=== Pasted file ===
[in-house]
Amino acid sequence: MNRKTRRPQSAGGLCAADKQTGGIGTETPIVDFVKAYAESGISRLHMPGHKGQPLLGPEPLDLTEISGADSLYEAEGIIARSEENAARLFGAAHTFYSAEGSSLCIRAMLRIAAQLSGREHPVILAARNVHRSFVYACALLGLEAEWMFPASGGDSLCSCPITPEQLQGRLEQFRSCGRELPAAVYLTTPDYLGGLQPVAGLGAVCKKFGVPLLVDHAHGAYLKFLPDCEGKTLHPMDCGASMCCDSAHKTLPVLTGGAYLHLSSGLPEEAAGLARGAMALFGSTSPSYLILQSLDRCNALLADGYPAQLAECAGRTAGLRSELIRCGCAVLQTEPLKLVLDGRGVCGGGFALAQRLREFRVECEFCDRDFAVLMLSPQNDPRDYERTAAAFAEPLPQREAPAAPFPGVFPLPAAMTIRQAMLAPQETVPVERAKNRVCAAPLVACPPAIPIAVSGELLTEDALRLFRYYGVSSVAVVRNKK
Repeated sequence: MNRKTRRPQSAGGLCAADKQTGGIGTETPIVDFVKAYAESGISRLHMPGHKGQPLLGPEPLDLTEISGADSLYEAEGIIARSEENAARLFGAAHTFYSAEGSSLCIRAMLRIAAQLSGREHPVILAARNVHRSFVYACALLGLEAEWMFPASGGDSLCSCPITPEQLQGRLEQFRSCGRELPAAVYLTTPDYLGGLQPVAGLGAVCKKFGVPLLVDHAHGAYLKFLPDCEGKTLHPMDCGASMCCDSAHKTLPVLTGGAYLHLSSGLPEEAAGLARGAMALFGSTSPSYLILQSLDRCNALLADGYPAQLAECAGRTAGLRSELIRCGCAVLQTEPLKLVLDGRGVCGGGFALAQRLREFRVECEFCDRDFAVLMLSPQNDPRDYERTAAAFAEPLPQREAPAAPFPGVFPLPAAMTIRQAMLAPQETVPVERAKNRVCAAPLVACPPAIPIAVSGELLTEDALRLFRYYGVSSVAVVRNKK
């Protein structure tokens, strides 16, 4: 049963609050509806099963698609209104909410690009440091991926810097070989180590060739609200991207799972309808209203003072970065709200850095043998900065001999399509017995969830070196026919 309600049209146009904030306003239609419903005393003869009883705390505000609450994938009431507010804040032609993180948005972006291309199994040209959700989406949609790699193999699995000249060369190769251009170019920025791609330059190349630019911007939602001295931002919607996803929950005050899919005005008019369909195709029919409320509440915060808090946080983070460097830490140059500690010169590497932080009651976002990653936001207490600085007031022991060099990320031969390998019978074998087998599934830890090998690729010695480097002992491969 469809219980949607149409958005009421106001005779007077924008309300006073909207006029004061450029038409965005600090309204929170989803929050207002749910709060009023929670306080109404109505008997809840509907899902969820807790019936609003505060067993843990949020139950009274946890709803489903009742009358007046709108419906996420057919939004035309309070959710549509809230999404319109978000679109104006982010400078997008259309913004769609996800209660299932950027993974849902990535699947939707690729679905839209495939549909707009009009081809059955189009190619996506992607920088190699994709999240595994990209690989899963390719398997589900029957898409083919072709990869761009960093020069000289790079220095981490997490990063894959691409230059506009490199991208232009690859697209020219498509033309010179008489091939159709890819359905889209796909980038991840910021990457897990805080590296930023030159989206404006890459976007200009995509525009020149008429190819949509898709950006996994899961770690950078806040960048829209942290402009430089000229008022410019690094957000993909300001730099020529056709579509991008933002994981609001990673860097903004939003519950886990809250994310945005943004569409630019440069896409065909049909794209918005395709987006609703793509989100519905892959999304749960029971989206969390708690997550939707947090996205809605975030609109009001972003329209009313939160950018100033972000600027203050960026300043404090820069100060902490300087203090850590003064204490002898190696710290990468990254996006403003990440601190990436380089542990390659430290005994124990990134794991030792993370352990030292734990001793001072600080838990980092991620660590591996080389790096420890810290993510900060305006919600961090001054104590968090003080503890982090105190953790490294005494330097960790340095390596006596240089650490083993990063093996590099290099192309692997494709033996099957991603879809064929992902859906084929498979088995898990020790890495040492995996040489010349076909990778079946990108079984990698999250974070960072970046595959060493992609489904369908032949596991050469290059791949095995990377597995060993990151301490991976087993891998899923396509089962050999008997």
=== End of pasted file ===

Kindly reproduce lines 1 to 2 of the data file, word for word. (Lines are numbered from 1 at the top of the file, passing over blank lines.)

[in-house]
Amino acid sequence: MNRKTRRPQSAGGLCAADKQTGGIGTETPIVDFVKAYAESGISRLHMPGHKGQPLLGPEPLDLTEISGADSLYEAEGIIARSEENAARLFGAAHTFYSAEGSSLCIRAMLRIAAQLSGREHPVILAARNVHRSFVYACALLGLEAEWMFPASGGDSLCSCPITPEQLQGRLEQFRSCGRELPAAVYLTTPDYLGGLQPVAGLGAVCKKFGVPLLVDHAHGAYLKFLPDCEGKTLHPMDCGASMCCDSAHKTLPVLTGGAYLHLSSGLPEEAAGLARGAMALFGSTSPSYLILQSLDRCNALLADGYPAQLAECAGRTAGLRSELIRCGCAVLQTEPLKLVLDGRGVCGGGFALAQRLREFRVECEFCDRDFAVLMLSPQNDPRDYERTAAAFAEPLPQREAPAAPFPGVFPLPAAMTIRQAMLAPQETVPVERAKNRVCAAPLVACPPAIPIAVSGELLTEDALRLFRYYGVSSVAVVRNKK